A Field Guide to Chasing Dreams

Working as a poet, I spend a lot of my time chasing dreams. Literally. Sometimes I write poems about a childhood I never had. Sometimes I work from the childhood I very much had, and mine the nostalgia of it for a dreamlike quality. Sometimes I write about dreams from my childhood, which become the story.

Lately I’ve been struggling back into my dreams in early morning. Usually because I woke myself up when something scared me, and by the time I recognized my bedroom again, I also recognized I walked away from important information.

Because that’s typically what dreams are: couriers of important information.

So it’s interesting to consider chasing dreams, now, as a photographer.

Since I read Sandman, I’ve thought of dreams taking place somewhere. There’s a place—in Gaiman’s mythology, The Dreaming—where I go to dream. I’m starting to think of dreams as another way of seeing. So enter place, the art of being somewhere, and photography, the art of seeing. I’ve waxed about this some recently, (and then again), so obviously, it’s not a passing thought. I want to lead a viewer to a particular way of feeling a particular place (maybe at a particular time).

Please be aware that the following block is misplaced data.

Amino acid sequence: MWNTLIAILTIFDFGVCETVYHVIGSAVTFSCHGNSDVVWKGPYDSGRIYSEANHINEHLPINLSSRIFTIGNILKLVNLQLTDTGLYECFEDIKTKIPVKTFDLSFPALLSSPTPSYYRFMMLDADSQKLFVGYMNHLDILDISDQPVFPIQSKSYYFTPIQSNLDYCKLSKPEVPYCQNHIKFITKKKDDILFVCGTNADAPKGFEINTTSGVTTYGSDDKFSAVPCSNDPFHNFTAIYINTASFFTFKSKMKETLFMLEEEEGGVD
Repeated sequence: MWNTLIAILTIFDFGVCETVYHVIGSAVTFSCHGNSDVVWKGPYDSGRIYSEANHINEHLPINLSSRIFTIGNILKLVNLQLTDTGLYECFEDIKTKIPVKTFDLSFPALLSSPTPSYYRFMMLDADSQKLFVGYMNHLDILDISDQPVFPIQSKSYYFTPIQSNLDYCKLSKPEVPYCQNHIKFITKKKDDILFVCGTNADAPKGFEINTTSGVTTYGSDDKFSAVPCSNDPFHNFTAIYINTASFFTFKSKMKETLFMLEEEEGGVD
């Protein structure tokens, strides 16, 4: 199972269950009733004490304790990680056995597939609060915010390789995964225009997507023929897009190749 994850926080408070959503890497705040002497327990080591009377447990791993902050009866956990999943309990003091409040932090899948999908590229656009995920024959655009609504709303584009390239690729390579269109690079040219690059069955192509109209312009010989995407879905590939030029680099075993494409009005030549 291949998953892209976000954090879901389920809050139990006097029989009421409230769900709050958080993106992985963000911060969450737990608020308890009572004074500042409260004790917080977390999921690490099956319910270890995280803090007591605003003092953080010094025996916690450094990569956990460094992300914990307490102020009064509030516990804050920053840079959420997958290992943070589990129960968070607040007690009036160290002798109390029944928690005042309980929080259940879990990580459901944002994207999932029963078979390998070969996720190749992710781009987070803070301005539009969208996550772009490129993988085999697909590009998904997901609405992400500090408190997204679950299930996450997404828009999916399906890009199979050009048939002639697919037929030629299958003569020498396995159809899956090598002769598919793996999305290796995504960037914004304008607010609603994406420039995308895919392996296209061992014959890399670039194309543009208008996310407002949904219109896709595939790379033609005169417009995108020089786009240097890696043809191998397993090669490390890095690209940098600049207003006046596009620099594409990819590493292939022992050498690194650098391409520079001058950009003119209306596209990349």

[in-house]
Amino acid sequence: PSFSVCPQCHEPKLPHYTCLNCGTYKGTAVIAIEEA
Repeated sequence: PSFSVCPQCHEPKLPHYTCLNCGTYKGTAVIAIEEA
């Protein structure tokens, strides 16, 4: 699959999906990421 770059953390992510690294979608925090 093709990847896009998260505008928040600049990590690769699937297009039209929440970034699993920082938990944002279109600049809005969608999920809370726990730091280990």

This is weird for me, given how young I am in the art.

I didn’t start yearning in poetry or design, or feel I had the chops to follow those calls, for a long time. I wasn’t confident enough to pull work together based on a common vision, a common fabric, till ten years in. And even that evolved pretty sharply when I moved from surrealism to magical realism. So I’m feeling a little cautious about both this need and my ability to follow it.

But, as with all the arts, lucky dog to have a master. I just hope I’m running to the right lady, in the right woods.

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